• Money Transfer — You may be able to wire money to pay your credit card through a money-transfer service like Western Union.

Depending on your payment method and the time of day you submit a payment, it will be credited and posted as a transaction on your account either the same day the bank receives it or the next business day. The law regulated by the Consumer Financial Protection Bureau states that payments received by 5 p.m. must be credited that same day. 

Keep in mind that you may have a grace period when you receive your bill. If so, you’d generally have a few weeks between the billing statement date and when payment is due to avoid any late fees and interest — if you pay in full by the due date.

3 tips to help you stay on top of your payments

Understandably, life can get busy and it can be challenging to keep up with your payment due dates. So how can you make sure you don’t miss a payment?

  • Consider setting up autopay for your credit card bills — but make sure you have enough in your bank account first.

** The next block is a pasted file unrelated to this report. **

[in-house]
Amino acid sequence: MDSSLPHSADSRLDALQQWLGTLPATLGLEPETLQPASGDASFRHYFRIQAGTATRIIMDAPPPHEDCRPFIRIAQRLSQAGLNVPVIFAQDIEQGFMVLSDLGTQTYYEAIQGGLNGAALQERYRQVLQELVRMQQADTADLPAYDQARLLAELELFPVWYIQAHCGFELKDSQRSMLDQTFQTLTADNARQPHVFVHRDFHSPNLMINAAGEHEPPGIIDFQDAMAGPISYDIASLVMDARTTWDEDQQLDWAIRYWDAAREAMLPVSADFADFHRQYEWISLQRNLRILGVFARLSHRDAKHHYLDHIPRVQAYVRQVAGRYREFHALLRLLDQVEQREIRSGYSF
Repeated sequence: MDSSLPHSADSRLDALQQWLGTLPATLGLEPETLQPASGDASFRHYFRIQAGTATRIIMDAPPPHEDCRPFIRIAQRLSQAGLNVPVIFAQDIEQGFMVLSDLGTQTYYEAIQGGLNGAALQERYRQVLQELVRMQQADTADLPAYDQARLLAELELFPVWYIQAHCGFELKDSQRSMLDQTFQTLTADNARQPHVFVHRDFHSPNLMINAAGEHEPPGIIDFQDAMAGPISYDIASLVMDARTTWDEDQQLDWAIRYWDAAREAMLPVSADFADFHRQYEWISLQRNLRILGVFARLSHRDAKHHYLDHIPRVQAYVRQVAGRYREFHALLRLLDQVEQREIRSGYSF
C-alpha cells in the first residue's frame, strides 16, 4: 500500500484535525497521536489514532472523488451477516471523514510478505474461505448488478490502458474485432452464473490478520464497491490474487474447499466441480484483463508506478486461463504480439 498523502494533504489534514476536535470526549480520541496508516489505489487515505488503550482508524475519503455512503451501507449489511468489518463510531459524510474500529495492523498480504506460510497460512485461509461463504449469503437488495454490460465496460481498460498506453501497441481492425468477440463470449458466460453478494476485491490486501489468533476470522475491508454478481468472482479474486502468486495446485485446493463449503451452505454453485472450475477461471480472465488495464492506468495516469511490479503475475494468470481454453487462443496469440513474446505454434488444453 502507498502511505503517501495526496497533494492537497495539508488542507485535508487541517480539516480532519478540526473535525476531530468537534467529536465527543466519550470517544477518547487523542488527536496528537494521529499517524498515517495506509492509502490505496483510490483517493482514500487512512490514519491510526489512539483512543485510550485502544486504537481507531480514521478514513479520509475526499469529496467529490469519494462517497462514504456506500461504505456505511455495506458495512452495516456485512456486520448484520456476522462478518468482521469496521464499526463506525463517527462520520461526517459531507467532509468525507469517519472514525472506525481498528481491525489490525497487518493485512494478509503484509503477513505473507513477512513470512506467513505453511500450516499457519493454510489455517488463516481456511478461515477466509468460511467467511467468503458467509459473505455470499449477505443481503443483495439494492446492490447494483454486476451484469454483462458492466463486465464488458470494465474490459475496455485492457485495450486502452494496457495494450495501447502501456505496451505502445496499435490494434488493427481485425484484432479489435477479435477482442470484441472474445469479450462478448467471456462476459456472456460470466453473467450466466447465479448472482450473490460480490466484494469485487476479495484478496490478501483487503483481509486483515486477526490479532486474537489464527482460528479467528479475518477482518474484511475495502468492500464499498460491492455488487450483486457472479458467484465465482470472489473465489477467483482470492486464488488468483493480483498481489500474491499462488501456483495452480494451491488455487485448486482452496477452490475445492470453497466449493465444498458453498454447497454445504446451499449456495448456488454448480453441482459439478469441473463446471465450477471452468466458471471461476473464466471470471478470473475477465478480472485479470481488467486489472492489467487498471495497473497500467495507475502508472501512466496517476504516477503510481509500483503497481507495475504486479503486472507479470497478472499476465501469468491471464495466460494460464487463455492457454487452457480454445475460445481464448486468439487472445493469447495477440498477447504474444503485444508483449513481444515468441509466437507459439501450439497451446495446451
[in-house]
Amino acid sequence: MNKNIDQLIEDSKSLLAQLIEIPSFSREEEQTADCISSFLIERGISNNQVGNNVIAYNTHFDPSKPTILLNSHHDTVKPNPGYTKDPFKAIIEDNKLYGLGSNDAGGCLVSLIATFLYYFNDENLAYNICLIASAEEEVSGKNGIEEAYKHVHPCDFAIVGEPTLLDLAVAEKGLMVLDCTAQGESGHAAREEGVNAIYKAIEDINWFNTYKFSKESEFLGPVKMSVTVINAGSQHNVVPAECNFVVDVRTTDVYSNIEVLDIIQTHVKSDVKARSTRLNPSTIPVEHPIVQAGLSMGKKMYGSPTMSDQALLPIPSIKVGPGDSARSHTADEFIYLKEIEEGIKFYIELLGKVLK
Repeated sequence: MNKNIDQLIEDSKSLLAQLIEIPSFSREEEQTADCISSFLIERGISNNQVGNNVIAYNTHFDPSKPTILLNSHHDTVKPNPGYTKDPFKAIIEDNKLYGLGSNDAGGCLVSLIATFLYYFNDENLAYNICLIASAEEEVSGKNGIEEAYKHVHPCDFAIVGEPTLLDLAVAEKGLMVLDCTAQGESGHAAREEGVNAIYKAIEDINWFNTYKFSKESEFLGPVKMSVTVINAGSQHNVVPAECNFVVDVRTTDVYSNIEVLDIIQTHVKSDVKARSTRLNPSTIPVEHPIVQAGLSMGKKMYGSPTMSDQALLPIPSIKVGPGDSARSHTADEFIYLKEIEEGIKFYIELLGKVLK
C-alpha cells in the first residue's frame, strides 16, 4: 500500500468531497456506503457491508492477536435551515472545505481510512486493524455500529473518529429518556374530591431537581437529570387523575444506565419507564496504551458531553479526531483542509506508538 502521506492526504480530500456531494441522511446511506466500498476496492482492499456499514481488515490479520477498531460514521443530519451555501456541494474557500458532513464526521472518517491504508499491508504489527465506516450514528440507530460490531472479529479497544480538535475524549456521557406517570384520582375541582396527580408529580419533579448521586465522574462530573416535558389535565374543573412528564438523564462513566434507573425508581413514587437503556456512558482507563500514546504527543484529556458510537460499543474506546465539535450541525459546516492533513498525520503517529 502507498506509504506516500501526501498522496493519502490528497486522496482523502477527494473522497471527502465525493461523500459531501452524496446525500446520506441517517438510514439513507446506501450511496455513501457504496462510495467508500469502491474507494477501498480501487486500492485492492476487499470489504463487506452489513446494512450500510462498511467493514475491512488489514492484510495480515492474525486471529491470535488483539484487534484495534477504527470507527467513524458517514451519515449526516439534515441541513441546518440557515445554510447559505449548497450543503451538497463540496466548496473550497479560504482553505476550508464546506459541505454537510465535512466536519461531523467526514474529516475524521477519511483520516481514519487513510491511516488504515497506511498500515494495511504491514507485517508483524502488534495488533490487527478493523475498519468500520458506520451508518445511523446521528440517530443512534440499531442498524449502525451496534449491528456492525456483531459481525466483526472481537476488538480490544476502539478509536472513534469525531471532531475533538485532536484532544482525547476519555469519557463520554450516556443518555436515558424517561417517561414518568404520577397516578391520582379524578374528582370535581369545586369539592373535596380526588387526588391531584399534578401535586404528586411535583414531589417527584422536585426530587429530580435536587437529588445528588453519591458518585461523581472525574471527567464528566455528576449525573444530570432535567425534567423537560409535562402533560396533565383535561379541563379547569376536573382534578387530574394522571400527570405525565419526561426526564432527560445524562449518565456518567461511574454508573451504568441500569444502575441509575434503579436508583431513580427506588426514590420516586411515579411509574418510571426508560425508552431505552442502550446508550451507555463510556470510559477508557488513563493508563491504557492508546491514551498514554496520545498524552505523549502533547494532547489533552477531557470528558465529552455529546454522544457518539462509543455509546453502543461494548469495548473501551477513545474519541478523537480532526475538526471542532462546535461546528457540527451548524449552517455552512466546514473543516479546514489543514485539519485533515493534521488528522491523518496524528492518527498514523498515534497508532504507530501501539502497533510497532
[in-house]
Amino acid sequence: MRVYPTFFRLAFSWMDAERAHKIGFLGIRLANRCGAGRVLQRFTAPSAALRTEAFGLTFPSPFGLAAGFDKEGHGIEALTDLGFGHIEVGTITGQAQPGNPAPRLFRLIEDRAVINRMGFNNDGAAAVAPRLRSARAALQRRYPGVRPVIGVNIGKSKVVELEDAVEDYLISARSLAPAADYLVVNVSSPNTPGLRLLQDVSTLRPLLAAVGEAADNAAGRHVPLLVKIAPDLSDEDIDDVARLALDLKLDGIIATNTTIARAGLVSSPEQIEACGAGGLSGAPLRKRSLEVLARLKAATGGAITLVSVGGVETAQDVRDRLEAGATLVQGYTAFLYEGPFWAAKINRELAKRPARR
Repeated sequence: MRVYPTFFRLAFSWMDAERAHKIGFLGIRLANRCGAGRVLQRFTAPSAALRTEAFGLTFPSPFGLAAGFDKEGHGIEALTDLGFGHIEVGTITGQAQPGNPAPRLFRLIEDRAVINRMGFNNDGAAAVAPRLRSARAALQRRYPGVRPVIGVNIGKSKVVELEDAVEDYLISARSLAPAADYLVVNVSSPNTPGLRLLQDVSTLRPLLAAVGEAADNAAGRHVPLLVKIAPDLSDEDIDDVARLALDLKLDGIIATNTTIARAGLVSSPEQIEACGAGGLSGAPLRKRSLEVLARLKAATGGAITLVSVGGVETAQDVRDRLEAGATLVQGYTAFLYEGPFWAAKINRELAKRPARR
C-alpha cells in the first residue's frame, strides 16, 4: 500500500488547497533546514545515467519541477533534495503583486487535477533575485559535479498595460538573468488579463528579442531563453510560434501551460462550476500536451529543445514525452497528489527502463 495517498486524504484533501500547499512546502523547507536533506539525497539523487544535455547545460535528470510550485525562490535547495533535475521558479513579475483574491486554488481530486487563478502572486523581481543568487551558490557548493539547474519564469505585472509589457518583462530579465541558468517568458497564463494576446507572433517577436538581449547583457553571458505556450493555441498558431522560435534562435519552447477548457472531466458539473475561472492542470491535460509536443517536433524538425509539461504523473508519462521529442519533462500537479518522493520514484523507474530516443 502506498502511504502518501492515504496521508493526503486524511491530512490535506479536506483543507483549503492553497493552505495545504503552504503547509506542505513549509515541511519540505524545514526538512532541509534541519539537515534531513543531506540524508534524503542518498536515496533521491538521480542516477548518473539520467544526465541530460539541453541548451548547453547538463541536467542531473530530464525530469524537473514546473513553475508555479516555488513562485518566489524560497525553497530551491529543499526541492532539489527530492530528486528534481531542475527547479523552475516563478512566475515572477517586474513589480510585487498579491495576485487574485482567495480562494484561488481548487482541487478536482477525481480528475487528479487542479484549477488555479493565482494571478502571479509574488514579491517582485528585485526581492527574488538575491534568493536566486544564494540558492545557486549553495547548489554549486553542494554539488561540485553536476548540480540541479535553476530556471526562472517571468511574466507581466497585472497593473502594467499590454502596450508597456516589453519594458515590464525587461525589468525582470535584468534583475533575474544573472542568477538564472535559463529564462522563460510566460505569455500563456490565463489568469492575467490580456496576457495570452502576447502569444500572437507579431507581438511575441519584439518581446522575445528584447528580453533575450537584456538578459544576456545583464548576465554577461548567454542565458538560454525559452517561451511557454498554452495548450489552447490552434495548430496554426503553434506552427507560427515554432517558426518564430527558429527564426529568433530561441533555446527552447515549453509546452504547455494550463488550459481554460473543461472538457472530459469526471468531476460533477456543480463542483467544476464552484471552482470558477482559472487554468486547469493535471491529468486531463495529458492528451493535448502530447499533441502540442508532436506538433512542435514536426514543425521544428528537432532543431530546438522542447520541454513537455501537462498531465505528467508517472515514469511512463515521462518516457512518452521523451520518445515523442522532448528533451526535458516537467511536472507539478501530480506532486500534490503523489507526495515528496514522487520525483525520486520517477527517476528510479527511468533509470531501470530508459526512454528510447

• Alternatively, set up text or email alerts to be notified when your payment due date is coming up.
  • If you have multiple credit cards, consider requesting the same payment date for all your accounts. You can generally do this either by calling up your card issuer or making a request online. This way, you don’t have to keep track of multiple payment dates.

Should you carry a balance on your credit card?

Many people believe that you need to carry over a balance from month to month on your cards in order to build credit, but that’s just a myth.

What actually helps build credit is regularly paying your credit card bill on time. In fact, if you carry a balance, you may end up having to pay hefty amounts of interest with no benefits to your credit whatsoever.

We recommend avoiding carrying a balance whenever possible. In the case that you’re unable to pay off your balance in full, ensure you make at least the minimum payment.